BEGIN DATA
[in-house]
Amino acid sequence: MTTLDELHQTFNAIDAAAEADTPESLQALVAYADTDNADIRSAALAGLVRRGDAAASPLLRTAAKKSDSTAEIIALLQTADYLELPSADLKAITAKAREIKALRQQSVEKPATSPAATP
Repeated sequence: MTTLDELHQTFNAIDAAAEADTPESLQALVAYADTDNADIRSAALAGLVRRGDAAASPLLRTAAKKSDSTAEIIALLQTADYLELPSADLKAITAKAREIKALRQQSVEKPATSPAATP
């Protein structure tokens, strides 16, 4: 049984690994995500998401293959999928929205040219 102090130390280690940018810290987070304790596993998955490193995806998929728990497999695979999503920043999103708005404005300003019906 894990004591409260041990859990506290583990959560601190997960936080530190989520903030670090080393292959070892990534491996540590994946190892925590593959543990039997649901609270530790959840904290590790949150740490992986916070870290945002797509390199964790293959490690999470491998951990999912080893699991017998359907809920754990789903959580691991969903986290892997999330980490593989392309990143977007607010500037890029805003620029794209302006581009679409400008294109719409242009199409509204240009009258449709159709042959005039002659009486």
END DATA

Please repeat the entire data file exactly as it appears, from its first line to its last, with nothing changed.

[in-house]
Amino acid sequence: MTTLDELHQTFNAIDAAAEADTPESLQALVAYADTDNADIRSAALAGLVRRGDAAASPLLRTAAKKSDSTAEIIALLQTADYLELPSADLKAITAKAREIKALRQQSVEKPATSPAATP
Repeated sequence: MTTLDELHQTFNAIDAAAEADTPESLQALVAYADTDNADIRSAALAGLVRRGDAAASPLLRTAAKKSDSTAEIIALLQTADYLELPSADLKAITAKAREIKALRQQSVEKPATSPAATP
């Protein structure tokens, strides 16, 4: 049984690994995500998401293959999928929205040219 102090130390280690940018810290987070304790596993998955490193995806998929728990497999695979999503920043999103708005404005300003019906 894990004591409260041990859990506290583990959560601190997960936080530190989520903030670090080393292959070892990534491996540590994946190892925590593959543990039997649901609270530790959840904290590790949150740490992986916070870290945002797509390199964790293959490690999470491998951990999912080893699991017998359907809920754990789903959580691991969903986290892997999330980490593989392309990143977007607010500037890029805003620029794209302006581009679409400008294109719409242009199409509204240009009258449709159709042959005039002659009486």